A mysterious group called the Shadow Brokers have released 300 megabytes of code that they claim contains spy tools and exploits stolen from a group linked to the US National Security Agency.
The August 13 leak set the security world buzzing as it purportedly contained tools stolen from the Equation Group, a sophisticated group of cyber attackers uncovered by Kaspersky researchers that are suspected to be tied to the NSA.
The tools in the Shadow Brokers dump were stolen up to three years ago and included exploits of firewalls made by popular vendors as well as scripts that were believed to be used to exfiltrate or change data on internal systems.
Firewall makers like Cisco have since confirmed that the exploits are legitimate, lending credence to the leaks being genuine.
In addition, an analysis by Kaspersky concluded that “several hundred tools from the leak share a strong connection with [its] previous findings” about the Equation Group, strengthening assertions that the code is indeed from or linked to the NSA.
“While the Shadow Brokers claimed the data [they had possession of] was related to the Equation group, they did not provide any technical evidence of these claims,” Kaspersky said.
The Shadow Brokers claimed they had obtained other “cyber weapons” that they would release if they received one million Bitcoin ($752 million) from an online auction.
The file that purportedly contains these additional tools remains encrypted, and Kaspersky believed the chances of the ransom amount being achieved are “optimistic at best”.
However, much damage has already been done.
First, the apparent compromise of infrastructure used by sophisticated hackers points to a hitherto unknown group of attackers with even greater capability.
“Any hackers capable of compromising the Equation Group or another NSA hacker team would likely have to be extremely sophisticated; the Equation Group, after all, went not only uncompromised, but undetected for 14 years, a remarkable track record of stealth and operational security for a team believed to have attacked targets from Russia to Belgium to Lebanon,” Wired reported.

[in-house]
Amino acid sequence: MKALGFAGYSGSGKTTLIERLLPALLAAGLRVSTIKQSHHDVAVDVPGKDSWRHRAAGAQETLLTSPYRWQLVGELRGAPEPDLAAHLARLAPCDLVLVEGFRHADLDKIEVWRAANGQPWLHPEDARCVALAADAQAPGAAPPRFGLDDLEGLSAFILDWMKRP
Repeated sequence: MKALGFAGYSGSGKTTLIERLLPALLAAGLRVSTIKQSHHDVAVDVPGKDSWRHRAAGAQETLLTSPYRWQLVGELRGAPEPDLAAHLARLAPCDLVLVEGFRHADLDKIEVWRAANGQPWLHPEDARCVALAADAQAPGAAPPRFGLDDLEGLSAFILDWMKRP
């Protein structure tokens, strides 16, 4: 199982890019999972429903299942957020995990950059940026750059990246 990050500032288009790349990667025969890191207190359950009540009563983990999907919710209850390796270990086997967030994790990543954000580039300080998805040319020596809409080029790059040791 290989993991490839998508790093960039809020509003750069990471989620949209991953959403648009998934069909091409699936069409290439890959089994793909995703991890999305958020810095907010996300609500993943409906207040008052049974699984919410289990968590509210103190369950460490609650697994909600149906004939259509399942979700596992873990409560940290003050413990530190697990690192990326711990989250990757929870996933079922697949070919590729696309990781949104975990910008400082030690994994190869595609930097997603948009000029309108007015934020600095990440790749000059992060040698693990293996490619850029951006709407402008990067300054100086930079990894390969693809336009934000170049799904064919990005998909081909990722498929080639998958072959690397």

“Anyone capable of finding NSA hackers’ infrastructure, not to mention penetrating it, would likely have to possess government-level resources and talent.”
A series of tweets by Edward Snowden shows his attempt to unpick the attack.
“The hack of an NSA malware staging server is not unprecedented, but the publication of the take is,” Snowden said.
“NSA's hackers (TAO) are told not to leave their hack tools ("binaries") on the server after an op. But people get lazy.”
A former NSA hacker told the Washington Post that “accidentally uploading a large file of tools” to a proxy server used in an operation “is not unprecedented”.
“What’s unprecedented is to not realise you made a mistake,” he said. “You would recognise, ‘Oops, I uploaded that set’ and delete it.”
Claudio Guarnieri, a researcher at the University of Toronto’s Citizen Lab, questioned whether NSA or its affiliates had even noticed the tools had been stolen.
“If TAO lost the 0days 3 years ago as it appears, means that #ShadowBrokers might have been exploiting Cisco routers all this time,” he tweeted.
“And if they were not reported before, did both sides just pwn each other like there's no tomorrow, or did TAO just not notice the hack?”
Though the motives for the leak were still unclear, Snowden believed it was a “likely a warning that someone can prove US responsibility for any attacks that originated from this malware server.”
“That could have significant foreign policy consequences. Particularly if any of those operations targeted US allies,” Snowden said.